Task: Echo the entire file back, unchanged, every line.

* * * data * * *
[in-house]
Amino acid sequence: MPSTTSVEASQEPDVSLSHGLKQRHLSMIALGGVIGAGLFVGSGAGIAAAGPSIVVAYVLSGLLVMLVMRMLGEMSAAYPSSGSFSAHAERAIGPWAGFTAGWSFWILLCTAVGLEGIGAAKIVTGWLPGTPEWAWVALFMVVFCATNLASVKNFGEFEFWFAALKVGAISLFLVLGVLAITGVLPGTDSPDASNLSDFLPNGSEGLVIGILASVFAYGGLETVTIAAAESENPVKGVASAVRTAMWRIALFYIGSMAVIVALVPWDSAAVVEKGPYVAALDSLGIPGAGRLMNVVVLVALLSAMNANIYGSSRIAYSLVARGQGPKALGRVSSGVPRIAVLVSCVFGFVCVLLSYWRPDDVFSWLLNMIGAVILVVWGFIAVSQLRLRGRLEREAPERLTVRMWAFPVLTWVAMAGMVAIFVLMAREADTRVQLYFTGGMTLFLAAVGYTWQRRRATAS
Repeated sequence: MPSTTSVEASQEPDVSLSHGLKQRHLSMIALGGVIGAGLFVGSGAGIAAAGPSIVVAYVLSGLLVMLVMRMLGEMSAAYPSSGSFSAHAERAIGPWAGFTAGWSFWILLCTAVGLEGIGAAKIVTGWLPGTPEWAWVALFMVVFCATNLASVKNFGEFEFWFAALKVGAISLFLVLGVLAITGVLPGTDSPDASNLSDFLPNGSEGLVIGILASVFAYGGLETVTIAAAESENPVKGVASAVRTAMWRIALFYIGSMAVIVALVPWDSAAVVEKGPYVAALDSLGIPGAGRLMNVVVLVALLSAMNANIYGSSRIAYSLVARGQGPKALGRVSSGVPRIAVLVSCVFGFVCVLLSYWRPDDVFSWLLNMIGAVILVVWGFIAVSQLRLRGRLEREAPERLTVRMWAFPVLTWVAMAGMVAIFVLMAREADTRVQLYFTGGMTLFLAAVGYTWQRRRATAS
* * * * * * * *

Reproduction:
[in-house]
Amino acid sequence: MPSTTSVEASQEPDVSLSHGLKQRHLSMIALGGVIGAGLFVGSGAGIAAAGPSIVVAYVLSGLLVMLVMRMLGEMSAAYPSSGSFSAHAERAIGPWAGFTAGWSFWILLCTAVGLEGIGAAKIVTGWLPGTPEWAWVALFMVVFCATNLASVKNFGEFEFWFAALKVGAISLFLVLGVLAITGVLPGTDSPDASNLSDFLPNGSEGLVIGILASVFAYGGLETVTIAAAESENPVKGVASAVRTAMWRIALFYIGSMAVIVALVPWDSAAVVEKGPYVAALDSLGIPGAGRLMNVVVLVALLSAMNANIYGSSRIAYSLVARGQGPKALGRVSSGVPRIAVLVSCVFGFVCVLLSYWRPDDVFSWLLNMIGAVILVVWGFIAVSQLRLRGRLEREAPERLTVRMWAFPVLTWVAMAGMVAIFVLMAREADTRVQLYFTGGMTLFLAAVGYTWQRRRATAS
Repeated sequence: MPSTTSVEASQEPDVSLSHGLKQRHLSMIALGGVIGAGLFVGSGAGIAAAGPSIVVAYVLSGLLVMLVMRMLGEMSAAYPSSGSFSAHAERAIGPWAGFTAGWSFWILLCTAVGLEGIGAAKIVTGWLPGTPEWAWVALFMVVFCATNLASVKNFGEFEFWFAALKVGAISLFLVLGVLAITGVLPGTDSPDASNLSDFLPNGSEGLVIGILASVFAYGGLETVTIAAAESENPVKGVASAVRTAMWRIALFYIGSMAVIVALVPWDSAAVVEKGPYVAALDSLGIPGAGRLMNVVVLVALLSAMNANIYGSSRIAYSLVARGQGPKALGRVSSGVPRIAVLVSCVFGFVCVLLSYWRPDDVFSWLLNMIGAVILVVWGFIAVSQLRLRGRLEREAPERLTVRMWAFPVLTWVAMAGMVAIFVLMAREADTRVQLYFTGGMTLFLAAVGYTWQRRRATAS